For those of you following the anti-shark fin lobby, you may be interested to hear that Burnaby’s very own Claudia Li is expanding her horizons. Li founded Shark Truth, a non-profit group that aims to stop the slaughter of sharks for their fins. Now she’s starting a new group: the hua foundation, which is launching an intercultural food literacy program with a seasonal Asian produce guide, cooking workshops that span generations, and information on healthy sustainable and culturally appropriate food sources. The idea behind the foundation is to challenge the stereotype that Chinese culture and environmental protection are mutually exclusive. For more information on the new foundation, go to www.huafoundation.org.
Seeking info on great-grandma
We received an email from a U.K. resident looking for information on her deceased grandmother. Sue Cooper is trying to track down her late great-grandmother Margaret Cook Sykes, who died in Burnaby in 1956. Cook Sykes was born in the U.K. in 1922, but moved to the U.S. and then Burnaby.
“Perhaps, there may be someone still around who remembered her,” Cooper wrote. “How and why she was in Burnaby is a complete mystery. My mother nor her mother ever discussed her as a child. We did not even know she was still alive.”
Cooper is planning to visit Vancouver next spring and is hoping to locate her great-grandmother’s grave, although no one knows where her remains are. According to Copper, her great-grandmother lived at 4040 Parker St. and died in the Lindross Private Hospital. Anyone with information on Margaret Cook Sykes can email Cooper at email@example.com.
The Tommy Douglas library branch has been hosting a monthly knitting club that has been growing in popularity. The club’s next meeting is on Nov. 16, from 11 a.m. to 2 p.m., and people are welcome to knit, crochet or stitch. Bring your own needles and yarn. Tea and cookies are provided. The library branch is at 7311 Kingsway. For more information, call 604-522-3971.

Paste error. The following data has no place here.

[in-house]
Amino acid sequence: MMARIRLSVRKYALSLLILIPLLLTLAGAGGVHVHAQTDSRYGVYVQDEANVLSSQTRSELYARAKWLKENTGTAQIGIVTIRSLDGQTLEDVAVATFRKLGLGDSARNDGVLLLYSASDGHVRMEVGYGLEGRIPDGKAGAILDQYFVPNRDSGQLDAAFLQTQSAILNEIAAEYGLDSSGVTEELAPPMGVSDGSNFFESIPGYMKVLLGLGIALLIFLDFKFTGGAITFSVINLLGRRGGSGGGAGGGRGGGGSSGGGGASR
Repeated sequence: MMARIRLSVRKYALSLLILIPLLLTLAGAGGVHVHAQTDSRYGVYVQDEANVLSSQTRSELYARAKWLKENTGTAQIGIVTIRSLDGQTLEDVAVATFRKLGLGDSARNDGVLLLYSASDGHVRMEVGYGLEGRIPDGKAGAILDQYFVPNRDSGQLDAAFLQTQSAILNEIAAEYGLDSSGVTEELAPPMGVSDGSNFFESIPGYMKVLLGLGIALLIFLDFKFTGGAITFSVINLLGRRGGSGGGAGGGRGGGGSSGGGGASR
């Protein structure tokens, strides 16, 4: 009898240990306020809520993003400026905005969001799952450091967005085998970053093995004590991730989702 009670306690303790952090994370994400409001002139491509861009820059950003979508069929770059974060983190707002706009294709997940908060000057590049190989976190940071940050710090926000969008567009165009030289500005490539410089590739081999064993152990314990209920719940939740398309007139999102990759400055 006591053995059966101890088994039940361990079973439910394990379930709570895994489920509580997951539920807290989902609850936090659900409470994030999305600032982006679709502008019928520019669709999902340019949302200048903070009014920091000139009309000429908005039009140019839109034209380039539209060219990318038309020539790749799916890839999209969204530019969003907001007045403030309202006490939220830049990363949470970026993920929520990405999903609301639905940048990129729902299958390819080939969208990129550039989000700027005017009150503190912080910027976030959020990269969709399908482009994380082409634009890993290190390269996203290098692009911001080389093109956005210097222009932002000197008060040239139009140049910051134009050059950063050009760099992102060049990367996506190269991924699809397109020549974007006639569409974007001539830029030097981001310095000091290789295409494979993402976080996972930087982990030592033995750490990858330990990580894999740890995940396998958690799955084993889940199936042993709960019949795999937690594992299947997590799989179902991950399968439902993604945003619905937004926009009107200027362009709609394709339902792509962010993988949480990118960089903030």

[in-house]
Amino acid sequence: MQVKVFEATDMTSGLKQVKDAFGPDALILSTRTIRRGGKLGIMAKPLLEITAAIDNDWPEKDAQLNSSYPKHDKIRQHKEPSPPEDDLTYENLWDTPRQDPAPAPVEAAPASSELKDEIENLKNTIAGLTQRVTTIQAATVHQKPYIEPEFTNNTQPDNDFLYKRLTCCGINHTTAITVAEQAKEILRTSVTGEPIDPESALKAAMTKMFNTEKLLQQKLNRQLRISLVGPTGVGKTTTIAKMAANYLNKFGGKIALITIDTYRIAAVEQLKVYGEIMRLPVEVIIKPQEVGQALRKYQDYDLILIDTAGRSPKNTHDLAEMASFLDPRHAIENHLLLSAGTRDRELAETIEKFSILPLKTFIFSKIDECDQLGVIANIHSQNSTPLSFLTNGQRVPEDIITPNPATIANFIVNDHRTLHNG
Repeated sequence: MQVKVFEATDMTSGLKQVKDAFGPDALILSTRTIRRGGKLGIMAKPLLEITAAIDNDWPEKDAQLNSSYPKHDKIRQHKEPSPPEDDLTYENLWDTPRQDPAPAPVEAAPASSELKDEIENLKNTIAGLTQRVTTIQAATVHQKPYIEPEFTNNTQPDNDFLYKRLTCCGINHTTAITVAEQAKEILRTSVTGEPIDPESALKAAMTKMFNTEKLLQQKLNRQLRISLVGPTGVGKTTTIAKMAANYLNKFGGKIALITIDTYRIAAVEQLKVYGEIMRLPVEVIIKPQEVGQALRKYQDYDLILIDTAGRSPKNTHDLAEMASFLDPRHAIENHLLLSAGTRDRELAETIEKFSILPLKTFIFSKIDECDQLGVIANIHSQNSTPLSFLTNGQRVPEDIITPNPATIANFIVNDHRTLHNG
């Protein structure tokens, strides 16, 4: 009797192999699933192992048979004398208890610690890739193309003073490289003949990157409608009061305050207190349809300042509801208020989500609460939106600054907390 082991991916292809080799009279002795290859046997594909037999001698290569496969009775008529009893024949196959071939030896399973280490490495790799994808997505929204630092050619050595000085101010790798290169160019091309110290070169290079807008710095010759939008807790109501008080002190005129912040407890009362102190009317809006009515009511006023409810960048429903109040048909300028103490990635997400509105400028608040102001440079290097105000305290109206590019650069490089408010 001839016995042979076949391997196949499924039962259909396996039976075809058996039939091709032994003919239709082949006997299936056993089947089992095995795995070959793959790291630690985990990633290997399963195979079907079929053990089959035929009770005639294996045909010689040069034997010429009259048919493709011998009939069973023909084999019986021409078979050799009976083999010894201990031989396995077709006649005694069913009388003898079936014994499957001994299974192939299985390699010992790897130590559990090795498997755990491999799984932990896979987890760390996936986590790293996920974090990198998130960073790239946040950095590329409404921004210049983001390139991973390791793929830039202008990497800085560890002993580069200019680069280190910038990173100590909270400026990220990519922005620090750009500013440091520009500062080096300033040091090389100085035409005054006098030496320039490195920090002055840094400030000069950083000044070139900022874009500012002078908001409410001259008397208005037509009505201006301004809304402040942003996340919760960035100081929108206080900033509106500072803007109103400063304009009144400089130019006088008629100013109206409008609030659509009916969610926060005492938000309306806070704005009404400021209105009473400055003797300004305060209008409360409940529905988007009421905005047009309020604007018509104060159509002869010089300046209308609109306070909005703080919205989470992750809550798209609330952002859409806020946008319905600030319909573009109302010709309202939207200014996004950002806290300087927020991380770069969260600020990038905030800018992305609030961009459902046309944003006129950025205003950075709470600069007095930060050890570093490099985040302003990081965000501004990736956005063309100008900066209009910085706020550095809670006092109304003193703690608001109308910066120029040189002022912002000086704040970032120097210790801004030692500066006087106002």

Kudos are in order for the Burnaby Neighbourhood House. The local neighbourhood house, (which recently dropped “south” from its name) was nominated as a finalist for a 2013 Safe Harbour Champions Award in the community organizer category. Safe Harbour is an interesting program we’ve featured in the past. It’s a bit like Block Watch for businesses but with an anti-racist twist. Businesses sign up and learn how to be “safe harbours” from discrimination, and they display a Safe Harbour decal in their door or window. The Burnaby Neighbourhood House is a Safe Harbour member and community organizer, which means they provide diversity training for businesses or agencies that sign up for the program. But it’s the neighbourhood house’s work beyond Safe Harbour that inspired the nomination. For instance, there’s the long-standing partnership with the Burnaby Intercultural Planning Table, a recent mural project at the Marlborough daycare, the regular Sharing Cultures dinners, and ongoing training for staff and volunteers on how to create a space that’s welcoming and inclusive.
The award winners will be announced on Tuesday, Nov. 19 after NOW deadlines.
A few of your favourite things
What makes Burnaby an amazing place to live? Is it the local restaurants, the incredible parks, or an unknown little thrift store full of treasures? Send us your favourite Burnaby attractions, and we’ll post one great thing about this city on our Facebook page each day. (Make sure you go to Facebook and like our Burnaby NOW page, too.) Send us your suggestions via Facebook, on Twitter (@Burnabynow_news), or snap a pic of your favourite thing, and tag us on Instagram.